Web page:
The insurer of the employer relied on video evidence which showed the respondent undertaking heavy work at home and argued that he had exaggerated the consequences of his injury. The parties reached an agreement under which the insurer agreed to pay £134,973 in full and final settlement of the claim.
About two years later, the respondent's neighbours approached the employer to say that from their observation of his conduct and activities they believed that he had entirely recovered from his injury at least a year before the settlement was reached.
The insurer claimed damages for deceit, asserting that the statements which the respondent had made about the extent of his injury in his particulars of claim and witness statements constituted fraudulent misrepresentations.
At first instance the judge set aside the settlement agreement. The respondent was awarded damages of £14,720 and he was ordered to repay the settlement sum, less that amount.
The Court of Appeal reversed that decision. It held that having asserted the allegations in the claimant's case were dishonestly advanced, and then proceeding to settle the claim, the insurer had implicitly agreed not to subsequently seek to have the settlement set aside on the basis that statements made in support of the claim were false. The insurer appealed.
Appeal allowed. The fact that the insurer did not wholly credit the respondent and carried out its own investigations did not preclude them from having been induced by the representations in question. The respondent knew the insurer was settling on a false basis.
Qualified belief or disbelief did not rule out inducement, particularly where those investigations were never going to find out the evidence that subsequently came to light. That depended only on the respondent's neighbours coming forward. Only then did the insurer find out the true position.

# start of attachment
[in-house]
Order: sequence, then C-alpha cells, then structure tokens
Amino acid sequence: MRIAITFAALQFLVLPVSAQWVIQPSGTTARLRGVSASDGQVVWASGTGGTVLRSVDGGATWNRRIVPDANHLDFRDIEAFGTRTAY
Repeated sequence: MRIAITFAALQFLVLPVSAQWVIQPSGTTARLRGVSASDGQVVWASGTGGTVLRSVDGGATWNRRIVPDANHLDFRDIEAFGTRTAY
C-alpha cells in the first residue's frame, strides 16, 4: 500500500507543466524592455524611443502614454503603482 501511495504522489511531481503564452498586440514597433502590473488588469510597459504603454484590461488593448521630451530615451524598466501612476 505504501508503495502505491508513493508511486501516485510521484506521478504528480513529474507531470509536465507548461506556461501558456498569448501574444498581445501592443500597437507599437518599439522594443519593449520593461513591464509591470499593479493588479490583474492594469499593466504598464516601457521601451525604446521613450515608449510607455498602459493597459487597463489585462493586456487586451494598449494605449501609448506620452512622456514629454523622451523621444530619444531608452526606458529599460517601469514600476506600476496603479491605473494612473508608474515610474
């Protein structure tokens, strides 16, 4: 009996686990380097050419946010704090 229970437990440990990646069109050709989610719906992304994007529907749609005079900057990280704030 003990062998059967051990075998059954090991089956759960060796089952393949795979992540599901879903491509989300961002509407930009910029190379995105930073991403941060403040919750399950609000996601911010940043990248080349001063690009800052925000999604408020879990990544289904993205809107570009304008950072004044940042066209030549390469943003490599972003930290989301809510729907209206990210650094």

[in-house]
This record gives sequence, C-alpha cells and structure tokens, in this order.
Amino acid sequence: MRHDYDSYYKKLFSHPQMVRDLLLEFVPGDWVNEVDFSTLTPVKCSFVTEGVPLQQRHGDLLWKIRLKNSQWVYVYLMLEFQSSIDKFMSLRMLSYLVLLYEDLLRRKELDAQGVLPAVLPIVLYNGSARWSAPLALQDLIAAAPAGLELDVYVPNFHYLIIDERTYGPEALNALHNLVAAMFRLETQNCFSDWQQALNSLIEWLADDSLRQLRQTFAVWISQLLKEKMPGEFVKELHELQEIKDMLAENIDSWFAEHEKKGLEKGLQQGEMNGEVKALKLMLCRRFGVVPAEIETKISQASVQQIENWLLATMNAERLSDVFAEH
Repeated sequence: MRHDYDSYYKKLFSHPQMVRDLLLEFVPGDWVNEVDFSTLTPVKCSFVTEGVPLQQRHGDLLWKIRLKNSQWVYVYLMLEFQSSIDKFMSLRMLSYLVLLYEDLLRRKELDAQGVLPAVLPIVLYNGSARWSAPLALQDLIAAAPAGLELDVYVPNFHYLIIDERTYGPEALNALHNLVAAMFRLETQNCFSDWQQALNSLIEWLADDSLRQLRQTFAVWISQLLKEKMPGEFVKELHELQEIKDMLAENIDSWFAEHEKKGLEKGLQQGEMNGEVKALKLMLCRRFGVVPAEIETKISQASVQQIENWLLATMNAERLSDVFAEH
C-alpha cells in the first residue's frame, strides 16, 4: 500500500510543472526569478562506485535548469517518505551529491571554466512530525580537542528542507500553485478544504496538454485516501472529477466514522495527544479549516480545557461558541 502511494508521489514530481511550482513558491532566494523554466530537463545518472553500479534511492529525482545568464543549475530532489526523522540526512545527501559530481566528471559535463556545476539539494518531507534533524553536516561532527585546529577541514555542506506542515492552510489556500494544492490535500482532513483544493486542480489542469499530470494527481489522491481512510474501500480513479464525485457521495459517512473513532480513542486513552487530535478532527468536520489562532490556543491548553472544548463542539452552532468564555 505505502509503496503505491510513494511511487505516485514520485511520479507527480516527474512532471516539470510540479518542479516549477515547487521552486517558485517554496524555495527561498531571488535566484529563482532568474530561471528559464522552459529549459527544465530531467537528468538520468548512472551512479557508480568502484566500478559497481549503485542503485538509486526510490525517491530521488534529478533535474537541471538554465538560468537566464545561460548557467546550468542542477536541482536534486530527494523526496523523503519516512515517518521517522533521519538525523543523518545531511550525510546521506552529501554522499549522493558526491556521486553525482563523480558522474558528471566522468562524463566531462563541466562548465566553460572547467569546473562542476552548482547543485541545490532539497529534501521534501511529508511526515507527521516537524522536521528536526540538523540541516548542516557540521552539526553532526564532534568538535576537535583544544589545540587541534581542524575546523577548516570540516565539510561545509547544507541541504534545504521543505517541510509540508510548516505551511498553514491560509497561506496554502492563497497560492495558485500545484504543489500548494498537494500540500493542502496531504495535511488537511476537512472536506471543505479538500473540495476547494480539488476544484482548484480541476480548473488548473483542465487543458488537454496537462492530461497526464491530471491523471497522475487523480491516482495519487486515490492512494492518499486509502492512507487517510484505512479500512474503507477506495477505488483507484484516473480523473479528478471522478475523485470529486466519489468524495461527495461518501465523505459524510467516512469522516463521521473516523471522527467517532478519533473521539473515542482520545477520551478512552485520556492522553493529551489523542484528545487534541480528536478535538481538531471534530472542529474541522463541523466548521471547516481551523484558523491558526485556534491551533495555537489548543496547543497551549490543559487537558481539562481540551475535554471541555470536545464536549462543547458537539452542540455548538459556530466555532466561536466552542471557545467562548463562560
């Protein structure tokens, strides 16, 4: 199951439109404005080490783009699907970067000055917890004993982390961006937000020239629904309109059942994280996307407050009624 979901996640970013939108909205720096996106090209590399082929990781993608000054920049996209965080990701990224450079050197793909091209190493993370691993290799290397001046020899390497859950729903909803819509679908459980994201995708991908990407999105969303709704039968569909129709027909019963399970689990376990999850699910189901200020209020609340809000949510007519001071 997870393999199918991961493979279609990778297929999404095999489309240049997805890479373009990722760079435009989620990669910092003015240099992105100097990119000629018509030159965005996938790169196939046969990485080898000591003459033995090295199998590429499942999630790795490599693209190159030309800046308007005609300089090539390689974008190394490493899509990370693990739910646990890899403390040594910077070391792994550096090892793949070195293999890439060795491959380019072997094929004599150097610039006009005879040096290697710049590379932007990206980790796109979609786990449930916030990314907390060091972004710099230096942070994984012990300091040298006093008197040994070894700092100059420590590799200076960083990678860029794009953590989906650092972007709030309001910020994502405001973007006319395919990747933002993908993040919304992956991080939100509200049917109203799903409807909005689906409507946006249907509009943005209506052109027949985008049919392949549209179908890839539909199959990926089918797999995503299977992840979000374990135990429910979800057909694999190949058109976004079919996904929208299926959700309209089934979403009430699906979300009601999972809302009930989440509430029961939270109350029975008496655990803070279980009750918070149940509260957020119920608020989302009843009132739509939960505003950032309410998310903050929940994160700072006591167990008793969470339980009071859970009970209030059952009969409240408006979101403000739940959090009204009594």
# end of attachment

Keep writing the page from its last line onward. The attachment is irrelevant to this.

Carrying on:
The court had also been asked to consider whether a defendant’s suspicion of a claimant’s exaggeration for financial gain would preclude unravelling a settlement when fraud was subsequently established. The court indicated that was difficult to envisage any circumstances in which suspicion that a claim was fraudulent would preclude unravelling a settlement when fraud was subsequently established.
Albert Victor Carder V University Of Exeter (2016)
The appellant, a former employer, appealed against a decision that it was liable to pay damages to the respondent in relation to a personal injury claim.
The respondent had worked as an electrician and had been negligently exposed to asbestos by a number of employers. He developed asbestosis (a divisible disease) and also suffered from unrelated conditions which affected his lung function. He alleged that his condition was attributable in part to negligent exposure to asbestos dust whilst in the appellant's employment. The appellant employer accepted that it was responsible for 2.3% of the respondent's total exposure to asbestos dust.
The appellant conceded that the 2.3% contribution to the asbestosis, although very small, was material. However, it argued that since that contribution had made no difference to the respondent's symptoms and condition, the judge should have held that it did not make him appreciably worse off and therefore made no material contribution to the damage suffered.
The judge found that the respondent had suffered an actionable damage injury and he was awarded damages worth 2.3% of what would have been the full liability value of his claim.
Following the appellant's concession that their 2.3% of the exposure was material, the judge had been right to hold that the respondent was slightly worse off as a result of the 2.3% exposure for which the appellant was responsible and the decision at first instance was upheld.